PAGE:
China and Australia a world closer through AFL

Chinese-born Australian Jamie Pi has told SBS of how playing AFL helped him to understand Australian culture.


Source: SBS

Jamie Pi is a Chinese-born Australian, and his love for Aussie Rules has seen him develop his passion as a part-time Mandarin-language commentator for a Chinese Radio program in Melbourne.

Because of the sport's idiosyncratic terms, nicknames and rules, it's difficult for new audiences unfamiliar with Australian culture to pick up.

Jamie's mission is to do all he can to help the sport become more accessible.

"It's a very important game in Australia", says Jamie.

"For Chinese Australians or Chinese living here, we need to learn Australian culture and sport. If we can learn this game, it is easier to acclimatise to Australian life. I think it is an easy way to learn how to live in Australia."

AFL's historic agreement with Shanghai Media Group has ensured matches will be broadcast once each week to a potentially far larger market than it receives here in Australia.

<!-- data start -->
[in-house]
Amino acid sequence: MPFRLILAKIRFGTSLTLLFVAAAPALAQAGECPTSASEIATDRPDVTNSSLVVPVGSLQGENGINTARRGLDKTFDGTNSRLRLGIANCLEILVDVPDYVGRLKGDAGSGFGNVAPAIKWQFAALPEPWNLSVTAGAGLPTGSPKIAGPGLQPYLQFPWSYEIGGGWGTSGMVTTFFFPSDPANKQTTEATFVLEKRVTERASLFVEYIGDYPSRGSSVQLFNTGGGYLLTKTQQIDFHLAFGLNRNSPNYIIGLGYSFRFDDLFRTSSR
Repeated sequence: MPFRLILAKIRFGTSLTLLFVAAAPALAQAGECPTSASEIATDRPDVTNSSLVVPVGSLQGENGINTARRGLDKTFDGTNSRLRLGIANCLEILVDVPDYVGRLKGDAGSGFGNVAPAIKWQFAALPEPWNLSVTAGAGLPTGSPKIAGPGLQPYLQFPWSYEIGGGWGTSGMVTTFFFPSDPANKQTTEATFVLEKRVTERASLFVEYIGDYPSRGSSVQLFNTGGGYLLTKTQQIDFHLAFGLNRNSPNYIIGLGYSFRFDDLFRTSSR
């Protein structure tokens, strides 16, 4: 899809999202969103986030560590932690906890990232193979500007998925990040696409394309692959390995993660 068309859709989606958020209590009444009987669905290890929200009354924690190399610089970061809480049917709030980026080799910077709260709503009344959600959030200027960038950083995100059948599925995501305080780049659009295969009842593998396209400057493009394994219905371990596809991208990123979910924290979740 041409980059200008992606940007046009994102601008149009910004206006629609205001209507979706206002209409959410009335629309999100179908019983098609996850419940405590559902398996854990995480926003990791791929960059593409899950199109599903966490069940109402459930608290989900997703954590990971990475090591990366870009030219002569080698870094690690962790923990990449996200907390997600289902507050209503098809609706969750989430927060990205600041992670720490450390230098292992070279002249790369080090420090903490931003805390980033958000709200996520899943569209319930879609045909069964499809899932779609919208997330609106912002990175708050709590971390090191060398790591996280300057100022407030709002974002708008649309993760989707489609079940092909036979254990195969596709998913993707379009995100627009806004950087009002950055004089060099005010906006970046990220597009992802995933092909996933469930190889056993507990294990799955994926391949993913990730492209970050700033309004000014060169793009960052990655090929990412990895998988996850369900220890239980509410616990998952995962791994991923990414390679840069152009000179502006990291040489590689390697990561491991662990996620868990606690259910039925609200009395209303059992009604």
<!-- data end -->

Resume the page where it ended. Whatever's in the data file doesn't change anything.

"I think if the AFL intends to promote the game in China in a conscious and structured way, if that's what the AFL plans to do, they'll have a promising market in China", says Jamie.

"But the most important thing is to have a comprehensive plan to enable Chinese people to understand the game and to try and make them learn to love the game. It won't be simple and easy, but it will be promising."

Jamie enjoys playing the sport as well as commentating on it, and he's an important player for his local football club. Yet it's the friendship of his team mates he values the most.

His contribution is also highly valued by the AFL, which is keen to broaden the appeal of the game amongst Chinese Australians.

"It's great for us to have someone like Jamie, who is a great case study himself- a reflection of themselves", says David Matthews, the AFL's General Manager for National & International Development.

The AFL now has the opportunity to introduce the game to the biggest audience in the world.

2 min read
Published 8 December 2010 at 6:33pm
By John Baldock
Source: SBS